There was a lot going on yesterday, all over the place. For one thing, there’s less of the ell now:
The two holes in the house’s old foundation are complete on one side. Once the ell is completely disassembled, the crew will make two matching holes on the other side of the foundation.
Here’s Hyla, showing off her modeling skills while sitting on the steel beams that the house will sit on during the move:
Meanwhile, on the other side of the yard, the concrete for the footings has been poured and the entire base of the foundation is now filled with gravel (for what, I’m not sure). The next pictures show the foam “Eco-Blocks” that will be used to build the basement walls. They assemble somewhat like legos, and provide very efficient insulation and water resistence.
If you’re curious, you can read more about Eco-Block here: www.eco-block.com
I’m told that today they’ll start building the basement walls and will complete (or nearly complete) taking apart the ell. Also, as of yesterday, the move date is now Thursday, Septmember 15. Save the date!
Here’s the little house we’re renting until we can move back into our house:
It has all the basics: one bedroom, a big living room (with woodstove), a spacious kitchen, a bathroom, a laundry room, and nice deck. Even better, it’s just up the road from our house, so we can stop by to view construction progress every day.
It’ll go just fine, but we already miss our own house and can’t wait to be home again.
On Sunday afternoon, Michael and Hyla took the opportunity to do a little painting on the kitchen wall (which will be knocked down during renovations).
Two big excavators arrived on August 31, as did the “steel”, the huge steel I-beams that will be slipped under the house to support it as the house is lifted.
Here’s a view of the littler of the two excavators, at the approximate location of our new parking area (this is taken from the current house location):
And here’s Phoebe checking out all the excitement:
Along with the big machines, McKernon brought a crew of guys with steel bars, sledgehammers, and other hand tools. Their job was to take away all of the ell except the parts we’re going to move and reuse (namely, the posts, beams, and some of the nice boards). This is what the ell looked like partway through the day, taken from the doorway between the current living room and the ell:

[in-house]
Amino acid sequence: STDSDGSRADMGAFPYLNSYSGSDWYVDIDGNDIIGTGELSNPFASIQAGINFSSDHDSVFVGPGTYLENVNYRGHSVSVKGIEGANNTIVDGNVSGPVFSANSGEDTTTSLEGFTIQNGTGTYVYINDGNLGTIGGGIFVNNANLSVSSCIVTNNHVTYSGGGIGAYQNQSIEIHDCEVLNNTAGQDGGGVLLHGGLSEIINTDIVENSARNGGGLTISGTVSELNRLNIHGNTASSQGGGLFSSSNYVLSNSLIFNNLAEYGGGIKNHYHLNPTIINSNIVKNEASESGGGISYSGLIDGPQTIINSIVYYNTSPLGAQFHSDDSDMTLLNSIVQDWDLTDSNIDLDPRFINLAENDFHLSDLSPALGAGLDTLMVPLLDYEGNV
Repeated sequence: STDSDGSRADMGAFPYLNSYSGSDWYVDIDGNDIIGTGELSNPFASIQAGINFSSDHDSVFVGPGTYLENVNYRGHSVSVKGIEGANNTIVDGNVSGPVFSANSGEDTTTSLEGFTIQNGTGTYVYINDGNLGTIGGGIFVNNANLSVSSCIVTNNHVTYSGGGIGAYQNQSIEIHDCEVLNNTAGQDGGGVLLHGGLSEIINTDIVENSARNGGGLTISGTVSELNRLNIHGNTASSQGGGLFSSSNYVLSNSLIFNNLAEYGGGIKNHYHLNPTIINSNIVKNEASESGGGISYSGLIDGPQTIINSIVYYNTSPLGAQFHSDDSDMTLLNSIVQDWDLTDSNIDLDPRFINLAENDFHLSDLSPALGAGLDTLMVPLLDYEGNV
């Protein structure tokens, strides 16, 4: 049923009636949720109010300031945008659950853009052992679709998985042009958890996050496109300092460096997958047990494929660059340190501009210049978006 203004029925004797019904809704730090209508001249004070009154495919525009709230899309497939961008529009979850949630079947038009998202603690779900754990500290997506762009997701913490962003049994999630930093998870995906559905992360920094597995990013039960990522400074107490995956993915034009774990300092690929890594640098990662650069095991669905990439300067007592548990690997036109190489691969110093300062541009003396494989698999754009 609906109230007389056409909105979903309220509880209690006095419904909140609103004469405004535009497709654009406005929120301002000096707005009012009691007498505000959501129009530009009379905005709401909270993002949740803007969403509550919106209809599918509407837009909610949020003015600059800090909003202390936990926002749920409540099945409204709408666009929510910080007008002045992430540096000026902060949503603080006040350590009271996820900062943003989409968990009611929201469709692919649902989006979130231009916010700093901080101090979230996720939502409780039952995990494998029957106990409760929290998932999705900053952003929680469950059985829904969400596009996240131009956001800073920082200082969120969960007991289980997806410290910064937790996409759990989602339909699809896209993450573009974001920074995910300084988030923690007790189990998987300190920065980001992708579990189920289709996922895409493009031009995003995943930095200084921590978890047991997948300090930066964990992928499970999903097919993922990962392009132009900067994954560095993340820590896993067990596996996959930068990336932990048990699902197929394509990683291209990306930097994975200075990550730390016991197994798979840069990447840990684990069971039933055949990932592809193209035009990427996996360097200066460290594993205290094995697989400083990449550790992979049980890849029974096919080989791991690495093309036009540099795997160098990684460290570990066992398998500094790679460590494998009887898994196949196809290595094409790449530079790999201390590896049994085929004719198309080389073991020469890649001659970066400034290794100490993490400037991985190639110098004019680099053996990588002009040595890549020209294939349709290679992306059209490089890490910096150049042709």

And here’s the ell by the end of the day:
At some point, near the middle of the day, one of the excavators came by the house and ripped the deck away:
By the end of the day, the yard was transformed into a level plain where the crane can sit and where the house can be placed on its way to its final home. Hyla calls this space the “airport” because she can spread her wings and fly.
This leveling also exposed one side of the foundation of the house, where McKernon will create holes into which the steel beams will be placed:
After more than a month-and-a-half of drought and a week of chasing Lee by phone (Lee is the man who helped dismantle the barn and was to burn it, but who doesn’t have a phone and is near impossible to track down), the barn is finally burned on August 21!
These photos don’t do it justice. At times, the flames were two-thirds the height of the surrounding trees, but Lee knew what he was doing, and only one branch of a nearby tree burned slightly. Other than that, only the pile itself burned.
We could feel the heat from the house. The fire started around 8:30 am. The big flames were gone by noon. We could still see a glow that night. Puffs of smoke drifted out of the pile for several days after.
Well, actually, it began awhile ago, but the actual physical work begins this week as Yellow Barnworks begins to tear down the old barn, where the house will eventually (magically) go.
Here’s what the barn looked liked in May 2005:
And here’s what it looks like today: